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Publish Date : 21 October 2019 - 00:23  ,  
News ID: 6301
TEHRAN(Basirat): Peaceful marches, a general strike and violent unrest have convulsed Catalonia, in Northeastern Spain, this week after a group of Catalan leaders received long prison sentences.
A Tale of Two Protests

On Monday, Spain's Supreme Court convicted 12 politicians and prominent activists for their part in a 2017 push to declare Catalonia an independent republic. Nine of the leaders, including the former vice president of the Catalan government, were sentenced to between nine and 13 years in prison for sedition. Four of them also were charged with misuse of public funds. Yet while many Catalans are outraged at the central government in Madrid for the harsh crackdown on the independence movement, the huge demonstrations have obscured deep divisions in Catalan society.

The issue of Catalan independence is one that has never been far from the heart of Iberian politics for a combination of historical, cultural and economic reasons. Catalonia's grievances against Madrid are, in a legal sense, a wholly internal matter. The same is true of Hong Kong. Hong Kong is not a disputed territory, but one which incidentally has far more autonomy within China than Catalonia does within Spain.

Critics of the independence drive often point to Spain's 1978 constitution, which says Spain is "indivisible" but it gives Catalonia some administrative and legal powers as an "autonomous community." For obvious reasons, however, both the riots in Hong Kong and more recent developments in Catalonia are making international news, but major Western media outlets have reported the stories in very different ways.

By objective standards, Spain has been consistent in its treatment of separatist political leaders from Catalonia. The combination of public humiliation of Catalan officials, formal disqualifications from holding office, and lengthy prison sentences have made pro-independence Catalans feel supremely agitated. As Madrid has never given way to Catalan agitators, this is unlikely to change. Incidentally, both conservative and socialist-led Spanish governments have taken a remarkably similar line against Catalan separatists.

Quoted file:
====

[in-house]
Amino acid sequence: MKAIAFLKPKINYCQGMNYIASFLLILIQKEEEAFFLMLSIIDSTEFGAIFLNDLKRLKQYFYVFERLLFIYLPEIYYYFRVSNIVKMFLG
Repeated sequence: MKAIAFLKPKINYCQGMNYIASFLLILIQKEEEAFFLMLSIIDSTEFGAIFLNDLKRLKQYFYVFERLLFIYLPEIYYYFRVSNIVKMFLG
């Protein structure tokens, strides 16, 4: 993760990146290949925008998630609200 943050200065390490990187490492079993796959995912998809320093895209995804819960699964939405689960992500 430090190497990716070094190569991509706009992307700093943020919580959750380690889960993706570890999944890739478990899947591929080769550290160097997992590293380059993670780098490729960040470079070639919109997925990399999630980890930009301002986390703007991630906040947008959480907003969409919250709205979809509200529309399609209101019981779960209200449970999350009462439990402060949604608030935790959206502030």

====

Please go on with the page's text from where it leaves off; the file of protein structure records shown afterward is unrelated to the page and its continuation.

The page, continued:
In Hong Kong, one sees an inverse issue. No one in Beijing nor in Hong Kong's autonomous legislature has proposed a reduction in Hong Kong's autonomous status under the "one country, two systems" for governance. By contrast, Madrid has, in the recent past, suspended the sittings of the autonomous parliament in Barcelona at will.

Another difference is that whilst Madrid is not giving any way in terms of heeding the grievances of the Catalan demonstrators, Hong Kong's assembly has killed off the proposed “fugitive bill” that was the self-described original catalyst for protests this summer.

And yet, in Hong Kong, once the demand of the protesters was met, the situation quickly escalated into full-scale riots even though logic would dictate that the opposite ought to have happened. Thanks largely to the ongoing support from the US and Europe, the rioters continue to target civilians, government property, the police, private property, and train stations throughout Hong Kong.

Dangerous weapons have been found on the Hong Kong rioters whilst some of the ringleaders have been photographed with Western political and diplomatic officials – thus suggesting highly irresponsible and unlawful foreign interference into China's internal security and development.

By contrast, the international community, including the European Union, has remained largely silent on the Catalan issue in spite of the fact that the protests continue to be carried out by unarmed and primarily peaceful demonstrators. Meanwhile, Hong Kong's increasingly violent rioters are portrayed by Western media outlets as virtuous when no cause in the world could justify arson, assault, and in some cases, torture.

Ultimately, violence solves nothing in politics because, by definition, violence is the antithesis of a lawful political system. Because of this, it is highly irresponsible for Western media outlets to portray riots in Hong Kong through rose-tinted lenses. In reality, no riots are a positive development.

Many businesses in Hong Kong have suffered greatly from the riots whilst news about the closure of some of Catalonia's major tourist locations and international sporting events due to events on the ground, is a grim testament to the fact that street agitations have uniformly negative economic consequences. With this in mind, it is reckless for external forces to encourage strife in either place. Instead, external observers ought to quietly encourage calm and respect for peace and dignity.


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